Stories I’ve Found, 2/7/2014

 

Interesting Stories I’ve Found:

Jeffrey Weiss offers is a simple instruction: do NOT compare anything to the Holocaust.  His logic speaks for itself and is impeccable.  Reductio ad Hitlerum, “playing the Nazi card,” is an informal fallacy that refutes someone by comparing them to Hitler or the Nazis. It’s a kind of ad hominem attack, a guilt by association, and its main purpose is to derail an argument and discredit someone. We can always do better in making a point or refuting logic than comparing someone to a Nazi.

A remarkable new Pro-Life message by Cardinal Sean O’Malley of Boston at the Vigil for Life last month in Washington.  Robert Christian lists his Top 10 Quotes from this homily.  Anusia Dickow offers her take on this challenging sermon, which is a new direction in Pro-Life apologetics.

A deep piece that continues a thread from Pope Francis’ Evangelii Gaudium: Inequality and the Economy of Exclusion.  This piece probes the relationship between economic hardship and violence internationally, and “. . .make the economic case for Pope Francis’ claim that inequality lies at the root of exclusion.”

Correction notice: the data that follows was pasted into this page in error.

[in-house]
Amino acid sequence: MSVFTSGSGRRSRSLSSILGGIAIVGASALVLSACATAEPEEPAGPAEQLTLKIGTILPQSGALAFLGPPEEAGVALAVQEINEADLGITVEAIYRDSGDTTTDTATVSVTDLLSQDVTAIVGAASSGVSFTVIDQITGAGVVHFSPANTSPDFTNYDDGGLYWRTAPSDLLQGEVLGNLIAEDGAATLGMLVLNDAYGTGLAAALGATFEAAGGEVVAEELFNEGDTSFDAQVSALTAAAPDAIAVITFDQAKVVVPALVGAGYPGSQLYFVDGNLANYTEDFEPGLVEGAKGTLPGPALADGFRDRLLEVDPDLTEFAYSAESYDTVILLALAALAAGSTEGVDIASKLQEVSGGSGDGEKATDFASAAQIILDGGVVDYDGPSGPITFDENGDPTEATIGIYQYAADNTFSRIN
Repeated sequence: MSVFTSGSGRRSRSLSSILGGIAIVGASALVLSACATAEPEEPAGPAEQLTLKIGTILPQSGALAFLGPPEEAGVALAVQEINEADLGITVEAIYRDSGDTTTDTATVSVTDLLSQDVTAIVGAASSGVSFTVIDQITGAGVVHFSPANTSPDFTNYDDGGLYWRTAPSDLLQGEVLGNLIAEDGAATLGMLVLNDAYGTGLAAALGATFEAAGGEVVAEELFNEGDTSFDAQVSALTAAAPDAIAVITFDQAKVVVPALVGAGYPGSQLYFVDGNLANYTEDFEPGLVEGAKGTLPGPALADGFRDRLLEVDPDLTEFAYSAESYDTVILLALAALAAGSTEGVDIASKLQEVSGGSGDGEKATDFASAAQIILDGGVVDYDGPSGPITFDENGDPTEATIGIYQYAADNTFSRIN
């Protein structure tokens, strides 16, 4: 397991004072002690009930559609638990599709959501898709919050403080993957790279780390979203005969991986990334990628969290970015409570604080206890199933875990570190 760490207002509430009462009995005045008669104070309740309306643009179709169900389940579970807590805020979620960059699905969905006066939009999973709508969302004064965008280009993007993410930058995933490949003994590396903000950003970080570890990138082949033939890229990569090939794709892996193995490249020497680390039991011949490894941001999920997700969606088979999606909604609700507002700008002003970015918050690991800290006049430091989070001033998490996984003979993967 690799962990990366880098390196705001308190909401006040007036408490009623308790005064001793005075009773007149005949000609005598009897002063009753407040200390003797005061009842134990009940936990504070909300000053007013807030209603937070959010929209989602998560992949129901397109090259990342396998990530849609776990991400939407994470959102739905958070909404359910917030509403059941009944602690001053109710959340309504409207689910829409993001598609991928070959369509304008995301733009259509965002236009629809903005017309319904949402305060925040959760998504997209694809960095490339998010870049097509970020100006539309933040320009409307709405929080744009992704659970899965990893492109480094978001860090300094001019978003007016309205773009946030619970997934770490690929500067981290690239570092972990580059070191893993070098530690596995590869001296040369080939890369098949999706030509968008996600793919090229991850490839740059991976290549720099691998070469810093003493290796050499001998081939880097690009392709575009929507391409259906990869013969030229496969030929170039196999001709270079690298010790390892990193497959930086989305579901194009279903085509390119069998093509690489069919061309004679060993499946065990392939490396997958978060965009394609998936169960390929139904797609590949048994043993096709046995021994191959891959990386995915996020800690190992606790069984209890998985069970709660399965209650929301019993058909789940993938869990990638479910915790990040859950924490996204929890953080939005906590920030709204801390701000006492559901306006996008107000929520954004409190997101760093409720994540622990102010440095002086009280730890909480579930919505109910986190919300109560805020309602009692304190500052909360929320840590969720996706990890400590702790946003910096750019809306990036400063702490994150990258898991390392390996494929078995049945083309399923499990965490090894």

What happens when one of your family members becomes one of the poor? A Millennial Journal writer shares about how their mother went on food stamps, much to their chagrin, and the tale of how she got there. Embedded in the story are online tools for figuring the value of caretakers, those who stay home to care for children and sick relatives.

Blogger Micah J. Murray talks about What the Christian Right Gets Wrong About Sin.  He makes some valid observations, and his comments about Hobby Lobby’s policy on contraception being inconsistent is something I’ve never seen mentioned: Hobby Lobby is fighting the mandate in this country, but says nothing about China’s mandatory birth control, and China is one of their main suppliers for their products. I would say if you take a stand on something, you should be consistent, even if it can hurt you.

Thomas Merton’s birthday was late last week: here’s a collection of quotes and a video clip of him.